One thing that people often don't realize when it comes to open source software is that being open source doesn't mean that people will contribute to a project. That is to say, if you expect that you can start a project on GitHub and you'll eventually start getting people sending in code submission then you'll be quite disappointed. Popularity obviously has something to do with this, but popularity doesn't necessarily imply more contributors. Most projects only have one developer so having two or three would be considered a very successful project. ZDoom did more than that though, after we switched to DVCS the floodgates opened and ZDoom reached a point where it could feasibly became entirely community maintained (with those with write access just pushing code around). It wouldn't be pretty, but it could have been done and that is an outstanding achievement for an open source project.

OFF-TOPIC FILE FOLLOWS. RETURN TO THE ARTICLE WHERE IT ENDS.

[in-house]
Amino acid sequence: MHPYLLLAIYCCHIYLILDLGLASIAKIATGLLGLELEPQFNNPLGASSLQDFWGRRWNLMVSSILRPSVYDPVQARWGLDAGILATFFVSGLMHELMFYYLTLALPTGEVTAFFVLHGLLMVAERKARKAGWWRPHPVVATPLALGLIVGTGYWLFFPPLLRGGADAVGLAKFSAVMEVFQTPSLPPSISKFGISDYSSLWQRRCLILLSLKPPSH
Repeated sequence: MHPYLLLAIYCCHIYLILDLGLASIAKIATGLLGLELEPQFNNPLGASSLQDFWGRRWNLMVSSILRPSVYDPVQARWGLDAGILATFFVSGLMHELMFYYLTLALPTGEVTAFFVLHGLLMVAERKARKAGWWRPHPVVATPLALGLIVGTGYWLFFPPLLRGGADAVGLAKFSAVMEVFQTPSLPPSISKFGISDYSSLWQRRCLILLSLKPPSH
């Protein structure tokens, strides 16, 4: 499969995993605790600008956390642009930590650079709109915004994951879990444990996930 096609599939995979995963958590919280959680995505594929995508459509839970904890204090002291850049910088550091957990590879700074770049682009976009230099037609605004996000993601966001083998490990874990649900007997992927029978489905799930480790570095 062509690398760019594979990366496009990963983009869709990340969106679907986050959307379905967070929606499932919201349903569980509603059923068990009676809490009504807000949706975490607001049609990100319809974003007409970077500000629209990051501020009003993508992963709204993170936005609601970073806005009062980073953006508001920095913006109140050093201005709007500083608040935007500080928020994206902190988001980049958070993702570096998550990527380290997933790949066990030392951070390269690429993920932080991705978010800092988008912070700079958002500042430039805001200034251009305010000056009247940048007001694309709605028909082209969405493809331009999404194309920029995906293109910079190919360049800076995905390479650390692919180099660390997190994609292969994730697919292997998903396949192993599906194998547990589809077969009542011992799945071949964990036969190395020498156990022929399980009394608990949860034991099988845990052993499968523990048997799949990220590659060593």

ZDoom had been growing so well that ultimately the persistent problem became to be a lack of commenting on important issues from the only person that can actually make the arbitrary decisions. Unlike Skulltag which had a problem of a desire of too much control by an otherwise disengaged leader, with ZDoom we would constantly be left with unanswered questions. Most importantly in my opinion was no guidance on releases which really required nothing more than dropping by every few months to take a snapshot. Something needed to be done about this and Randi apparently chose to just let it go. Given how much time my back burner project occupy my mind I can't imagine this was an easy decision to make, but it needed to be done.